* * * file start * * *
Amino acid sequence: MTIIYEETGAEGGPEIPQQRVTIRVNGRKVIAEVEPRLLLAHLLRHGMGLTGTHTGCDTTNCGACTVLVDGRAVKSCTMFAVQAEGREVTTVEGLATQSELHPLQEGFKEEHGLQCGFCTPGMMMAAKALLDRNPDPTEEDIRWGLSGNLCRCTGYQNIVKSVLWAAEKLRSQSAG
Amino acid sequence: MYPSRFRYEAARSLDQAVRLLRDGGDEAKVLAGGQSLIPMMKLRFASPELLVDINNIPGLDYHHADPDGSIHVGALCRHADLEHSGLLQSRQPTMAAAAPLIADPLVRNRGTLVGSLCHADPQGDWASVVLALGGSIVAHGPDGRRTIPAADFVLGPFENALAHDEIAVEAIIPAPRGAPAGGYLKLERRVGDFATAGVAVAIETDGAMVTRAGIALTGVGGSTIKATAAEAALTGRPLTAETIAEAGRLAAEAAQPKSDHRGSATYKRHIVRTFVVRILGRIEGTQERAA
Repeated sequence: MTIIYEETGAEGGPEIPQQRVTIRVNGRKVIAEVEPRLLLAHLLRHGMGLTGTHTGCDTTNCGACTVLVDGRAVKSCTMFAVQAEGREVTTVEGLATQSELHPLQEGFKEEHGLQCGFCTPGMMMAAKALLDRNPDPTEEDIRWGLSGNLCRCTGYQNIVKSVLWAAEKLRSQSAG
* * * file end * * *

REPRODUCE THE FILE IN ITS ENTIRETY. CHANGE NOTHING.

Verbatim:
Amino acid sequence: MTIIYEETGAEGGPEIPQQRVTIRVNGRKVIAEVEPRLLLAHLLRHGMGLTGTHTGCDTTNCGACTVLVDGRAVKSCTMFAVQAEGREVTTVEGLATQSELHPLQEGFKEEHGLQCGFCTPGMMMAAKALLDRNPDPTEEDIRWGLSGNLCRCTGYQNIVKSVLWAAEKLRSQSAG
Amino acid sequence: MYPSRFRYEAARSLDQAVRLLRDGGDEAKVLAGGQSLIPMMKLRFASPELLVDINNIPGLDYHHADPDGSIHVGALCRHADLEHSGLLQSRQPTMAAAAPLIADPLVRNRGTLVGSLCHADPQGDWASVVLALGGSIVAHGPDGRRTIPAADFVLGPFENALAHDEIAVEAIIPAPRGAPAGGYLKLERRVGDFATAGVAVAIETDGAMVTRAGIALTGVGGSTIKATAAEAALTGRPLTAETIAEAGRLAAEAAQPKSDHRGSATYKRHIVRTFVVRILGRIEGTQERAA
Repeated sequence: MTIIYEETGAEGGPEIPQQRVTIRVNGRKVIAEVEPRLLLAHLLRHGMGLTGTHTGCDTTNCGACTVLVDGRAVKSCTMFAVQAEGREVTTVEGLATQSELHPLQEGFKEEHGLQCGFCTPGMMMAAKALLDRNPDPTEEDIRWGLSGNLCRCTGYQNIVKSVLWAAEKLRSQSAG